Conventional cameras record all light falling onto their sensor regardless of its source or its 3D path to the camera. In this talk I will present a emerging family of coded-exposure video cameras that can be programmed to record just a fraction of the light coming from an artificial source---be it a common street lamp or a programmable projector---based on the light path's geometry or timing. Live video from these cameras offers a very unconventional view of our everyday world in which refraction and scattering can be notice with the naked eye can become apparent, and the flicker of electric lights can be turned into a powerful cue for analyzing the electrical grid from room to city.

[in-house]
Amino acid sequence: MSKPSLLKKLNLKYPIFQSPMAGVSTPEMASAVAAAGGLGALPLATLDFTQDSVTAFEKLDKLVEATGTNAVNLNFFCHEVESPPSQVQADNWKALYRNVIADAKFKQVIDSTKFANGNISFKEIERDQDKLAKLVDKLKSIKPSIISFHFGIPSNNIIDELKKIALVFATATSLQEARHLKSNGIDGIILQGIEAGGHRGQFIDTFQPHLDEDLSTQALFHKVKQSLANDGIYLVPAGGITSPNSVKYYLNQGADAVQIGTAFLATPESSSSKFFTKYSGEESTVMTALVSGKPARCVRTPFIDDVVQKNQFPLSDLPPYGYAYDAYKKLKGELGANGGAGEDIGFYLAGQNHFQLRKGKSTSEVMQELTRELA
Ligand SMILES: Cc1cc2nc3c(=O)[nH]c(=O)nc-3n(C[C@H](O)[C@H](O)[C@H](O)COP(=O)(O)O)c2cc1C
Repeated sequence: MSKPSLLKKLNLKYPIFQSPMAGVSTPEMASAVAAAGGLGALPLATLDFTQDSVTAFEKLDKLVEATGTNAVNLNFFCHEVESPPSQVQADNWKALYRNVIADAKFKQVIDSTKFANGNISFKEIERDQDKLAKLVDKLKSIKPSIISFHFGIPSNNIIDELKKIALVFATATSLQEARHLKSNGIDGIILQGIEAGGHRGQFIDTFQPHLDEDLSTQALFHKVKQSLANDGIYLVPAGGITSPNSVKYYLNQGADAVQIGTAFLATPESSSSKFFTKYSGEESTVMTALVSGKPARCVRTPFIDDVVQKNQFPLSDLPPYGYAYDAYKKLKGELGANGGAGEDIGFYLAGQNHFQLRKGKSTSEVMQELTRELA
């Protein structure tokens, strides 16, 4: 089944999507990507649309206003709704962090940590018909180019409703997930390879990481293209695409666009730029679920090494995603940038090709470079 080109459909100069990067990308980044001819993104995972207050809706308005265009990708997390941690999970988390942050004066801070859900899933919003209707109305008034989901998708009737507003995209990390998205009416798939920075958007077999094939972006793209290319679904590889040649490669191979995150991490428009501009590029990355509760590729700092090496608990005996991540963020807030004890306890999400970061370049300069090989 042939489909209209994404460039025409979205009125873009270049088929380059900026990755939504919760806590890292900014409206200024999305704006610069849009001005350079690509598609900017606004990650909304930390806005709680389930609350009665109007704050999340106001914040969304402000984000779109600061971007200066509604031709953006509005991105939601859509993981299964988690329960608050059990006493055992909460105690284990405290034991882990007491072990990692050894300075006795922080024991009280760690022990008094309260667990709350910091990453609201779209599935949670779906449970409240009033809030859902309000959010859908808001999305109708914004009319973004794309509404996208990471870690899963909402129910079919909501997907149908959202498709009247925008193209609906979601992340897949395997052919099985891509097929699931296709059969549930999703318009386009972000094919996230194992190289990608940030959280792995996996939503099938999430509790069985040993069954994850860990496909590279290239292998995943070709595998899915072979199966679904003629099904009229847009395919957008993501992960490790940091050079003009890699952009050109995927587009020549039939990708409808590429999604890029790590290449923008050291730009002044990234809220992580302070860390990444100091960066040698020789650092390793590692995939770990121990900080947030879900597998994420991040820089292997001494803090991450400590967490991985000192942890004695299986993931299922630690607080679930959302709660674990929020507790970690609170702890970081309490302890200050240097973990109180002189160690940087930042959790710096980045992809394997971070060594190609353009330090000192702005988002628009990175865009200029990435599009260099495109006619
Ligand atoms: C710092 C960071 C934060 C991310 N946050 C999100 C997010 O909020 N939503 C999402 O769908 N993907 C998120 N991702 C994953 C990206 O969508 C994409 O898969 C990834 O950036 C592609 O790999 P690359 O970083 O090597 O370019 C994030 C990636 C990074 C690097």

I will discuss the unique optical properties and power efficiency of these "transport aware cameras" through three case studies: the ACam for analyzing the electrical grid, EpiScan3D for robust progress toward designing a computational CMOS sensor for coded two-bucket imaging---a novel capability that promises much more flexible and powerful transport-aware cameras compared to existing off-the-shelf solutions.
Kyros Kutulakos is a Professor of Computer Science at the University of Toronto. He received his PhD degree from the University of Wisconsin-Madison in 1994 and his BS degree from the University of Crete in 1988, both in Computer Science. In addition to the University of Toronto, he has held appointments at the University of Rochester (1995-2001) and Microsoft Research Asia (2004-05 and 2011-12). He is the recipient of an Alfred P. Sloan Fellowship, an Ontario Premier's Research Excellence Award, a Marr Prize in 1999, a Marr Prize Honorable Mention in 2005, and four other paper awards (CVPR 1994, ECCV 2006, CVPR 2014, CVPR 2017). He also served as ProgramCo-Chair of CVPR 2003, ICCP 2010 and ICCV 2013.